I don't even know how to talk about the survivors standing on the side of the road, crying and smiling and thanking us. Or the men who had lost their wives or daughters that just wanted to hold our hands. I mean... I'm out there for THEM. They're the ones that deserve the praise, you know? I'm just some schlep pounding the pavement, they're the ones-
I'm getting choked up remembering it. It's pretty overpowering, pretty awe-inspiring, and yes, I'm doing this again next year.
We round a corner and THERE IT IS! The freaking finish line, and they're playing "She's a Bad Mama Jamma!" so I freaking rocked out over the finish line, because some on! Just as fine as she can be! There's hugs and tears and tee shirts and roses and every one congratulating themselves, and the people you met along the way come across the line and there's cheers for them, and it's just awesome.
(Seriously, look at her legs! It's almost sickening, except for how awesome it is. People were walking behind her marveling at her calves. Hahahaha. All it takes is to run 10 -12 miles 6 days a week and use a bike as your main mode of transportation and... *falls asleep*)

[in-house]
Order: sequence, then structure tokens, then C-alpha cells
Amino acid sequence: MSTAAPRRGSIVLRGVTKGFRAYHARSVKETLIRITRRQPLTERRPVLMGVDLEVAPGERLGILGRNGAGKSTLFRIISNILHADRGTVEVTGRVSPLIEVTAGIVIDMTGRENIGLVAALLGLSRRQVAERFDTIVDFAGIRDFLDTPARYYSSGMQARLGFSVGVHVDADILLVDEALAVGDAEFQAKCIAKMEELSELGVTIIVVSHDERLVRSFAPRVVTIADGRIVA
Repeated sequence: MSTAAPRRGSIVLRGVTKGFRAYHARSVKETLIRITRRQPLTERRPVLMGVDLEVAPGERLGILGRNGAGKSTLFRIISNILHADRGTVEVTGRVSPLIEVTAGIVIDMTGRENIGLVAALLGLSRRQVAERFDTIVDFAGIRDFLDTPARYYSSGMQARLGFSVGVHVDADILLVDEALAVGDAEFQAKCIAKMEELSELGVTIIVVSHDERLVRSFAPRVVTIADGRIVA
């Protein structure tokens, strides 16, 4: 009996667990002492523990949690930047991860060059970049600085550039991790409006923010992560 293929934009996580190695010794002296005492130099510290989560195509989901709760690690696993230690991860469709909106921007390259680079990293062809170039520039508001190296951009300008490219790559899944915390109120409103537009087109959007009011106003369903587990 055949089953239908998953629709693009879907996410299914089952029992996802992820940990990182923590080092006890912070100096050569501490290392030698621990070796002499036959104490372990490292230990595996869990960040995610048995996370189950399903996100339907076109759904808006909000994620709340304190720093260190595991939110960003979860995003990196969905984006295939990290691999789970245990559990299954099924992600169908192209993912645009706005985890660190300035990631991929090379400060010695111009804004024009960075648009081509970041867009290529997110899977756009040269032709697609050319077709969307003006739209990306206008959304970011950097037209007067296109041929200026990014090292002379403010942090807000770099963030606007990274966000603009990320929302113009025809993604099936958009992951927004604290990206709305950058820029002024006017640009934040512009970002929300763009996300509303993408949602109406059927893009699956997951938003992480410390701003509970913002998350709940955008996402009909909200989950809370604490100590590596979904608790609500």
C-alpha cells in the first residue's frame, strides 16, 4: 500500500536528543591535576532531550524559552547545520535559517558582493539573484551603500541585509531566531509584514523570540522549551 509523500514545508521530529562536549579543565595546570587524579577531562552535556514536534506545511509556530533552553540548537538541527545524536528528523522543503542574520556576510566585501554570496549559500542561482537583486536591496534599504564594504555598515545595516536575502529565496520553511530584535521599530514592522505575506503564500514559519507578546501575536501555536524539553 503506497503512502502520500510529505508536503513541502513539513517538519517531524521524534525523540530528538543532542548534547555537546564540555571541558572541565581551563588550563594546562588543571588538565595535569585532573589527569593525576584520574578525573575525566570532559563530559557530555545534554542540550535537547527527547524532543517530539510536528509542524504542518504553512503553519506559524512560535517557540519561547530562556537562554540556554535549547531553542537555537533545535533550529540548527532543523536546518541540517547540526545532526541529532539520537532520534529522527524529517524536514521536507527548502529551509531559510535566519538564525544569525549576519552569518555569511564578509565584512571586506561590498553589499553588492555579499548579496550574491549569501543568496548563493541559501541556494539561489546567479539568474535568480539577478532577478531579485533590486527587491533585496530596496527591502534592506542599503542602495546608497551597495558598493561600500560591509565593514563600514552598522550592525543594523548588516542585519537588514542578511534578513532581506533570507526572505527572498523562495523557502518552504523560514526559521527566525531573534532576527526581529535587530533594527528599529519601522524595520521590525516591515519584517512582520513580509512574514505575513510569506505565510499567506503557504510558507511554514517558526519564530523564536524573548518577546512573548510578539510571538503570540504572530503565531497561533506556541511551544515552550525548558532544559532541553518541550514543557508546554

Things to remember for next time, and a little commentary on what I like to call CHEATERS.
Holy crapola, I had no idea that women could snore that loud. Our tent neighbors woke us up so many times, and if it wasn't for the cold outside and the very very warm sleeping bag I was in, I would have stormed out and shook her tent, shouting "TURN OVER OH MY GOD!!" Next year, I'm bringing ear plugs. Sheesh.
Also, i continue to marvel at how out of touch so many people are with camping. Really? Pup tents are, what I thought, intuitive to set up, and we had to help so many people figure it out. Which, I didn't mind, I just marvel. Didn't everyone sleep outside in a tent once?? Huh. Also, the Kindle is EXCELLENT on a camping excursion. I put my head lamp on, laid snuggled in my mummy bag, and read until I fell asleep each night. (When You're Engulfed In Flames, Dave Sedaris. So. Damn. Funny.)
Now, the cheaters. Let me explain to you why I walk, and why I think a lot of people participate in this particular event: you suffer for a few days to honor the suffering of others. Walking 60 miles? That can't compare with chemo, am I right? It's also a camaraderie, a time to meet people, to share stories, to connect. It's also a time to prove something to yourself, that you can overcome the pain you're going to feel on something like this, just as we can overcome this disease. That's not unreasonable, right?
Alright. Clearly not everyone is equipped to pound through 60 miles. I get it. You're going to have people that sprain their ankles, hurt their knees, get blisters, etc. They have "sweep" vans to pick you up and take you to the next stop for medical attention, and hopefully you'll get back on the trail. Guys, there were women that PLANNED on getting picked up because they wanted to "get ahead" of the front pack, or, and I swear to the god of your choice I heard this next one and about came unglued, "it doesn't really matter."